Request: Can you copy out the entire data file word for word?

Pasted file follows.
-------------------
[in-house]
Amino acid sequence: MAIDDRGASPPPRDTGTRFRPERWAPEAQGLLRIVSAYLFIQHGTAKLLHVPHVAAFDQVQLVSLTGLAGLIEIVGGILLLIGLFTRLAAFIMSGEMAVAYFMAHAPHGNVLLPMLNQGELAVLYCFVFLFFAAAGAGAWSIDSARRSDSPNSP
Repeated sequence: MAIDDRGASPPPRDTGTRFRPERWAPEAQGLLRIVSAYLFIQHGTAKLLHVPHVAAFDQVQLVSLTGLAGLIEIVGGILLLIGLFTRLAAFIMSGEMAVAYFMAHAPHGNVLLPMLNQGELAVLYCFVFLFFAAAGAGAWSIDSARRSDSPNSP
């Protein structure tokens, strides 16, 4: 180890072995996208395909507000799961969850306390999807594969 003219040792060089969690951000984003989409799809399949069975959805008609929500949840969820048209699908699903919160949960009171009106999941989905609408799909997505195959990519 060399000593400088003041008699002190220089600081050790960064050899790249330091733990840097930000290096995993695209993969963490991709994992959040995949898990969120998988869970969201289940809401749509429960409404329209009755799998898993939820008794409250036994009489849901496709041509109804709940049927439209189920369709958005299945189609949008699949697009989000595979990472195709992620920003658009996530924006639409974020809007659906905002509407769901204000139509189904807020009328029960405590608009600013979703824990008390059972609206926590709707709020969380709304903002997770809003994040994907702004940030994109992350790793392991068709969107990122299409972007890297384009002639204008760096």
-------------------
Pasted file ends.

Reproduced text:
[in-house]
Amino acid sequence: MAIDDRGASPPPRDTGTRFRPERWAPEAQGLLRIVSAYLFIQHGTAKLLHVPHVAAFDQVQLVSLTGLAGLIEIVGGILLLIGLFTRLAAFIMSGEMAVAYFMAHAPHGNVLLPMLNQGELAVLYCFVFLFFAAAGAGAWSIDSARRSDSPNSP
Repeated sequence: MAIDDRGASPPPRDTGTRFRPERWAPEAQGLLRIVSAYLFIQHGTAKLLHVPHVAAFDQVQLVSLTGLAGLIEIVGGILLLIGLFTRLAAFIMSGEMAVAYFMAHAPHGNVLLPMLNQGELAVLYCFVFLFFAAAGAGAWSIDSARRSDSPNSP
């Protein structure tokens, strides 16, 4: 180890072995996208395909507000799961969850306390999807594969 003219040792060089969690951000984003989409799809399949069975959805008609929500949840969820048209699908699903919160949960009171009106999941989905609408799909997505195959990519 060399000593400088003041008699002190220089600081050790960064050899790249330091733990840097930000290096995993695209993969963490991709994992959040995949898990969120998988869970969201289940809401749509429960409404329209009755799998898993939820008794409250036994009489849901496709041509109804709940049927439209189920369709958005299945189609949008699949697009989000595979990472195709992620920003658009996530924006639409974020809007659906905002509407769901204000139509189904807020009328029960405590608009600013979703824990008390059972609206926590709707709020969380709304903002997770809003994040994907702004940030994109992350790793392991068709969107990122299409972007890297384009002639204008760096």